How we clean at home can have a big impact on the environment. Below are three of my favorite sustainable household products. They work great for me and hopefully will for you, too!

EcoEgg Laundry Egg

I mentioned this product once during a Zoom meeting and blew someone’s mind. A reusable laundry egg? That uses safe ingredients? That reduces plastic use? That cleans your clothes as well as any detergent? That only needs to be topped off once every six months or so? Yes. It’s that awesome. I received one of these as a Christmas gift three or four years ago and have never looked back. With the exception of using Defunkify for our workout/stinky clothes, the Ecoegg is all I need.

Shown above, the Ecoegg is a durable large egg that you fill with white and grey pellets.

They are made up of biodegradable surfactants, stabilizers, builders, and binders. These pellets do most of the actual cleaning.

Ecoegg About Us page

The grey pellets are made up of tourmaline and function as a fabric softener. The white pellets are the only ones that need replacing and that’s only after about 70 washes. Basically, when you see that they’ve reduced in size by about half, it’s time to replace them. But, DON’T THROW OUT THE GREY PELLETS. Those guys stay in there. Since I like a little itty bit of fragrance in my detergent, I like that they have scented pellets that aren’t over perfumed and are gentle on the skin. For sensitive types like me, that makes a huge difference.

Using an Ecoegg means I literally never have to buy a plastic bottle of liquid detergent or an unrecyclable plastic-lined cardboard box of detergent again. The refill pellets are about a tablespoon and come in biodegradable packaging.

Meliora Household Cleaner

Meliora household clear refill tabs

I know everyone is crazy about Blueland and CleanCult right now. From a branding perspective, they look amazing and I can definitely see the pull. I even use Blueland’s foaming soap in our guest/my son’s bathroom. But, let me tell you about this other even lower waste cleaner that I swear by.

Meliora, which means “better” in Italian (actually megliora but maybe they took out the g because…Americans) is a super, super simple household cleaner. Arriving in a small, 1″-2″ box, you’ll find three sticks of unscented Meliora concentrate. They kind of have the texture of soap, because that’s kind of what they are. You drop one of these into a glass spray bottle with warm water and let it sit for a bit as it dissolves. If you want a scent to it, you can always add your favorite essential oil, but I usually leave mine unscented.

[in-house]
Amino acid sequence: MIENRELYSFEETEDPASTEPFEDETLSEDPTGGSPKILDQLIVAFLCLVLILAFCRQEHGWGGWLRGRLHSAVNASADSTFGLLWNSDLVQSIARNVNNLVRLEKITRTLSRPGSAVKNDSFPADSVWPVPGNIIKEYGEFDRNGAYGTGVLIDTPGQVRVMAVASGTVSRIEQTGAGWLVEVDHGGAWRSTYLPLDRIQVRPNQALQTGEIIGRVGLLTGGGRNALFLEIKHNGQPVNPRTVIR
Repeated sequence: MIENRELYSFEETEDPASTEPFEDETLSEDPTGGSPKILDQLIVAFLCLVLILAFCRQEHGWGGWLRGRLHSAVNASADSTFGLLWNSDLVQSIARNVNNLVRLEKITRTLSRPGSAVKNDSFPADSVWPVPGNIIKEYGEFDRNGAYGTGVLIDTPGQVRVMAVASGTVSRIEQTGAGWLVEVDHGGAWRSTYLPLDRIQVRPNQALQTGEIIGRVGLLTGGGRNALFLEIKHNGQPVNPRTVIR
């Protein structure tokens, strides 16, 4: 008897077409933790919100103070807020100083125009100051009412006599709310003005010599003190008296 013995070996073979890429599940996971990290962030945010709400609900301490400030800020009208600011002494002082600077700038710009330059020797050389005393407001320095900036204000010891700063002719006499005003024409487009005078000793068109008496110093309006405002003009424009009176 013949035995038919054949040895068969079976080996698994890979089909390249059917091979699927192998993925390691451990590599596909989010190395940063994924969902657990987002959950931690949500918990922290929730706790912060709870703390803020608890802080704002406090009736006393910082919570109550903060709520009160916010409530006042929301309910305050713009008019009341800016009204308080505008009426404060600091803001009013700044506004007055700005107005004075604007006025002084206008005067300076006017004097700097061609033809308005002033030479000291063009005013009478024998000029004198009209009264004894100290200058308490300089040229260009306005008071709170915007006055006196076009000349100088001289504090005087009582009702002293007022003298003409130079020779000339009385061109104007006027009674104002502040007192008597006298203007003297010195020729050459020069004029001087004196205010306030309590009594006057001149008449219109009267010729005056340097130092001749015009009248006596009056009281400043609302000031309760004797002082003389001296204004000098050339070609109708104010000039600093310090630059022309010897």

They claim their product to be dye-free, preservative-free, palm oil-free, cruelty-free and fragrance-free. But, most importantly, it works. You don’t even need to use too much, or it could even get TOO soapy. I use this to clean my kitchen counters, bathrooms, doorknobs, etc. I wouldn’t recommend it for windows, though. I also find that if my face is too close to where I’m spraying, the fine mist of soap kind of gets in my nose. But, maybe I should just keep my nose outta there?

Right now, you can find this cleaner on Thrive Market, Earth Hero or likely any other zero or low-waste focused shop.

Loofah Dish Scrubbers

A loofah (luffa) dish scrubber from Tiny Yellow Bungalow

Having successfully grown a few loofahs this past year, I can attest to how amazing they are. A lot of us still seem to be unsure of where they come from so I’m here to tell you: A LUFFA IS A PLANT. Loofah or luffa–it’s all the same. The luffa starts out as a gourd or squash-type plant that grows on a vine. Once it ripens and is left to dry, you have this amazing scubber.

One of my favorite zero-waste shops Tiny Yellow Bungalow carries these adorable loofah dish scrubbers among their sustainable household products. They come in all shapes and sizes and are amazing at scrubbing up messes. There’s honestly no need at all for any manufactured, plastic sponge when nature has provided us this wonderful, biodegradable choice. It’s actually incredible to think that we ever thought we needed to improve on this. Aside from the loofah scrubber’s fantastic scrubbing skills, you can compost it once it starts to fall apart. But, you’ll be amazed at how long it lasts.

Or, if you’re feeling adventurous and have some patience, try growing them. If you’re not sure what to do, here’s a great place to start. I initially bought my luffa seeds from Sacred Plant Co but have since received new wild luffa seeds from Native Seed Search. I have yet to try out the wild variety but can’t wait to get them started. (Does anyone else get super excited every time they receive new seeds?). To get them kick-started, I soaked the Sacred Plant luffa seeds overnight. But, after a good rain, I’ve had tons of volunteer seeds come up in the same area. Maybe the rain soaked them enough? Needless to say, as shown in the photo below, I now have PLENTY of luffa to share as holiday gifts.

luffa plants vining on a trellis